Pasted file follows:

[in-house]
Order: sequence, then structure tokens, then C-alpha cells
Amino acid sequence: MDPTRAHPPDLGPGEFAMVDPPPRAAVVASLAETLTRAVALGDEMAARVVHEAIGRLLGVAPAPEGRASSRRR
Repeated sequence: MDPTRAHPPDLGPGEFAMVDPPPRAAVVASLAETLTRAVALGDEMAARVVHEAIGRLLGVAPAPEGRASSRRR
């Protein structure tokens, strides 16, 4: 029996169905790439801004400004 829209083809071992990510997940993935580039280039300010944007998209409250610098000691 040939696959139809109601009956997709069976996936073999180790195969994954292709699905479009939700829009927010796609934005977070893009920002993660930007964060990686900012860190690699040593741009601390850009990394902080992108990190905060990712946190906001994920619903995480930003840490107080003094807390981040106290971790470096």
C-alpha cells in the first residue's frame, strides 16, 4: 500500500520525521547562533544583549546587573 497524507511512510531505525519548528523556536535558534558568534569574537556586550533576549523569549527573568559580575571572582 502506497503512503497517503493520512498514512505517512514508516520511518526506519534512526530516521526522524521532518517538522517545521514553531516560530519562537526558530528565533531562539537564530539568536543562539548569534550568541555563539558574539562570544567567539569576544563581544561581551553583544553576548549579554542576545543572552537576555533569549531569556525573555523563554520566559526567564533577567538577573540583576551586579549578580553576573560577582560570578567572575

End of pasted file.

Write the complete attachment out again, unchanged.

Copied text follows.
[in-house]
Order: sequence, then structure tokens, then C-alpha cells
Amino acid sequence: MDPTRAHPPDLGPGEFAMVDPPPRAAVVASLAETLTRAVALGDEMAARVVHEAIGRLLGVAPAPEGRASSRRR
Repeated sequence: MDPTRAHPPDLGPGEFAMVDPPPRAAVVASLAETLTRAVALGDEMAARVVHEAIGRLLGVAPAPEGRASSRRR
């Protein structure tokens, strides 16, 4: 029996169905790439801004400004 829209083809071992990510997940993935580039280039300010944007998209409250610098000691 040939696959139809109601009956997709069976996936073999180790195969994954292709699905479009939700829009927010796609934005977070893009920002993660930007964060990686900012860190690699040593741009601390850009990394902080992108990190905060990712946190906001994920619903995480930003840490107080003094807390981040106290971790470096």
C-alpha cells in the first residue's frame, strides 16, 4: 500500500520525521547562533544583549546587573 497524507511512510531505525519548528523556536535558534558568534569574537556586550533576549523569549527573568559580575571572582 502506497503512503497517503493520512498514512505517512514508516520511518526506519534512526530516521526522524521532518517538522517545521514553531516560530519562537526558530528565533531562539537564530539568536543562539548569534550568541555563539558574539562570544567567539569576544563581544561581551553583544553576548549579554542576545543572552537576555533569549531569556525573555523563554520566559526567564533577567538577573540583576551586579549578580553576573560577582560570578567572575